“A mentor of mine, who was the artistic director of the theater company I trained at, she always said that when you’re acting with people, when you’re acting together, it is everybody’s job to make everybody else look as good as possible. And then, if everybody’s doing that, it’s gonna be great because it doesn’t matter what you’ve got going on it. This is a collaborative thing, and if you’re looking after me and I’m looking after you, we’re going to be okay.”
Yes, it’s important to be aware of how this business operates and, yes, it’s important to value the teamwork that goes into creating a film or show, but there are times when one must put self first. And sometimes, putting self first can have a ripple effect and wind up influencing others for the better. While delivering an acceptance speech for the Human Rights Campaign’s Visibility Award in 2020 for their LGBTQ+ advocacy, Hewson stated, “It is of paramount importance to me not only to live my life openly for the sake of my own well-being, but to do so in a way that reaches people like me who might be grappling with the same thing.”
Given this can be an industry (and world) where it can be quite scary to live openly, I opted to ask Hewson for the moment on a professional set when they first recognized the power their voice and truth could have. Here’s what they said:
“I don’t know that this actually answers your question so much, but what it makes me think of is the shift that started to happen after I came out professionally as non-binary was getting gendered correctly at work for the first time. Because my expectation had been that that was never going to happen, and not only was that never going to happen, but it wasn’t even worth thinking about. Not worth thinking about to the point of like, ridiculous, where it’s like, don’t even bother engaging with whether or not you want that because it’s not happening to you, so don’t worry about it. So the sort of psychological adjustment and full body adjustment, really, of hearing people in a professional setting refer to me correctly, it’s not something I did, but that was a really incredibly powerful foundation shift because I realized that it was gonna be okay. Not only did I not have to hide, but that it was going to be good, you know? Not only is it gonna be fine, it’s actually gonna be better than you’ve ever let yourself imagine in your life.”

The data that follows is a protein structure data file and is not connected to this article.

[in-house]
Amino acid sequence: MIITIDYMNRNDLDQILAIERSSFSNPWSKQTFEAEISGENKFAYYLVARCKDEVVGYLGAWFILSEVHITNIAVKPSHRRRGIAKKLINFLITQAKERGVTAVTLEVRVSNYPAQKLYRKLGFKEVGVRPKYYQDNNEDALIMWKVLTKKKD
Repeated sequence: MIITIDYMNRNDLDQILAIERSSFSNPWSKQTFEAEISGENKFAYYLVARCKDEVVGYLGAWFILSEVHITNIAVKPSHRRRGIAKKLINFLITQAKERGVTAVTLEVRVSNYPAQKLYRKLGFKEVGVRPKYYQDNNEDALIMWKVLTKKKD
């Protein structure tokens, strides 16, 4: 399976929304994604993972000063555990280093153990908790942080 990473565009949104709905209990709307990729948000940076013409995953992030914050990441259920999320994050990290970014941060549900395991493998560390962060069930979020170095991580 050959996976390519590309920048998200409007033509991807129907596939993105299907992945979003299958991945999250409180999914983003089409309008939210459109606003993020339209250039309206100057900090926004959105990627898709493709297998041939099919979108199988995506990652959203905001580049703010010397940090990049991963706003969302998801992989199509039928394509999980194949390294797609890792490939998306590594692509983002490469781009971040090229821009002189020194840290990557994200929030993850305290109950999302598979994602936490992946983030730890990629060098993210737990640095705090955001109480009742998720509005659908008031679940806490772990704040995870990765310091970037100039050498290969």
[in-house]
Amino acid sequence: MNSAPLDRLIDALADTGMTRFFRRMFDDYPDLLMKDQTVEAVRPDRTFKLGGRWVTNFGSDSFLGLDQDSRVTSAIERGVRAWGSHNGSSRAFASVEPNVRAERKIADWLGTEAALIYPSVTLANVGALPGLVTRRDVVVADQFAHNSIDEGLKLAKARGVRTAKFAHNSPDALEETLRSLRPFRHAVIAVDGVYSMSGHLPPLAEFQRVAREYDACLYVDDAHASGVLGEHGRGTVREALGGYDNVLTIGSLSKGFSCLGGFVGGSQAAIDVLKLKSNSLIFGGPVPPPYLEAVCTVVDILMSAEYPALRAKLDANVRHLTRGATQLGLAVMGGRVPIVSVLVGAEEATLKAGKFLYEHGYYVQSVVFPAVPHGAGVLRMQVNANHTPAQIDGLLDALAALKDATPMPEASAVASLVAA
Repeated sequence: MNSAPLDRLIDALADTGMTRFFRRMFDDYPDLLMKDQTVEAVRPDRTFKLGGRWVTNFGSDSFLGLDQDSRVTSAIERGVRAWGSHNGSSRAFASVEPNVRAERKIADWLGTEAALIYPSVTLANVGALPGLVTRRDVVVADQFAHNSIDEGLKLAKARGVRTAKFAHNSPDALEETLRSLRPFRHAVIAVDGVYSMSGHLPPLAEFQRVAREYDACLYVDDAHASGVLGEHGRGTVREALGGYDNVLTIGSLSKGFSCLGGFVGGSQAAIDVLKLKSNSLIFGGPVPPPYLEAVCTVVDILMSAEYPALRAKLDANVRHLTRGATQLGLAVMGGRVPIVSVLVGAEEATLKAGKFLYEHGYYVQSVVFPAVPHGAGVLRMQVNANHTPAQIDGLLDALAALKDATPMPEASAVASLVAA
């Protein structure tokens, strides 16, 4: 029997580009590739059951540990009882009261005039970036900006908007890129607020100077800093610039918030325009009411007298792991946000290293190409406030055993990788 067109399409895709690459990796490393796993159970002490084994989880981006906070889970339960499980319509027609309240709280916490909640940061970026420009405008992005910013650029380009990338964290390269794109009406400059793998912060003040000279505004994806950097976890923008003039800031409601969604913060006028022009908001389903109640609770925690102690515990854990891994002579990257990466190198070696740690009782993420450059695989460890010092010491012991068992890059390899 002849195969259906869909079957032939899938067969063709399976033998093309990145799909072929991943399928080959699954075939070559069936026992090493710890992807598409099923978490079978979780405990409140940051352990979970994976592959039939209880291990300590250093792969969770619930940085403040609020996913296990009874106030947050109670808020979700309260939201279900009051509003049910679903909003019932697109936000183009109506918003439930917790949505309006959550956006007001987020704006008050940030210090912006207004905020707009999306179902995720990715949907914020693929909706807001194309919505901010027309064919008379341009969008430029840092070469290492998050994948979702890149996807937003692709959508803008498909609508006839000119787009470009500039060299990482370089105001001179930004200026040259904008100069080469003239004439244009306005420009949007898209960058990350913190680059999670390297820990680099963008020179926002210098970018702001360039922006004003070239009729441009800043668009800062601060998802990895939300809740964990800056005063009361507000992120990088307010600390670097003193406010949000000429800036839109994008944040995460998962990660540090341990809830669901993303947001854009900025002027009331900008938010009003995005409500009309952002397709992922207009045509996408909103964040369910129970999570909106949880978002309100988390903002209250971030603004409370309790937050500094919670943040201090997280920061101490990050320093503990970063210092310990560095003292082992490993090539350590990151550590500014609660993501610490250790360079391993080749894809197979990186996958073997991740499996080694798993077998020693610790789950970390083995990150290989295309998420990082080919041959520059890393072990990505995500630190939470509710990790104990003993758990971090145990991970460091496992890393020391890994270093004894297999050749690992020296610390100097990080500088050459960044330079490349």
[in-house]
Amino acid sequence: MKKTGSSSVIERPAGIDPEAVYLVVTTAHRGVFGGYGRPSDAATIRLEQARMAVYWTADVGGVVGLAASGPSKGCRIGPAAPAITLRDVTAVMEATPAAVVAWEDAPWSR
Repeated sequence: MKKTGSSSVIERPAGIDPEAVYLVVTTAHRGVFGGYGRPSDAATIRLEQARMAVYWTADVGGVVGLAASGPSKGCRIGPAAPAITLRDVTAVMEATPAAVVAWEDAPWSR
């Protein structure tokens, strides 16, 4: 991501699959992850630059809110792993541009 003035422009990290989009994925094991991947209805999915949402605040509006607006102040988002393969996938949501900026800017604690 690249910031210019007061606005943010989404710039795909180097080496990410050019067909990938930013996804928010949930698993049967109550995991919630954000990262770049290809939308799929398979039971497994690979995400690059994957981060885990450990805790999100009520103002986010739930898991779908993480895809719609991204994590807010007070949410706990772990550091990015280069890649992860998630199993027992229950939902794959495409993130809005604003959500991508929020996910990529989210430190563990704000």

Stepping into Yellowjackets territory, Hewson revisited their experience auditioning for the role of Shauna, now played exquisitely by Sophie Nélisse, before being offered the role of Van. “I had gone in for Shauna once and then a couple of weeks later I got a phone call and they were like, ‘They want to offer you the role of Van instead.’ And I went, ‘Great! Whose Van?’ [Laughs]” After re-reading the pilot, Van came into focus for Hewson quite quickly. They continued:
“I don’t know why I knew who she was so quickly, but I just did. And then I spent the pilot looking for as many opportunities to have as much fun as possible, and then that’s what I did for the rest of Season 1 pretty much, certainly the first half. I like improvising a lot, and I just felt that in a show about a team like this, the central thing would be how these people interact. So, in my mind, anytime we were in group scenes together, I was like, well, it’s like when you have siblings, right? Or when you are in a big group of friends. Everybody’s constantly bouncing off each other somehow. No matter what, everybody’s always doing something. So it was just fun. I felt like a kid in a sandbox where I was like, okay, so how does Van feel about Natalie? I don’t know, I’m gonna spend some time thinking about that. Doesn’t matter if they ever use it, but I’ll think about it!”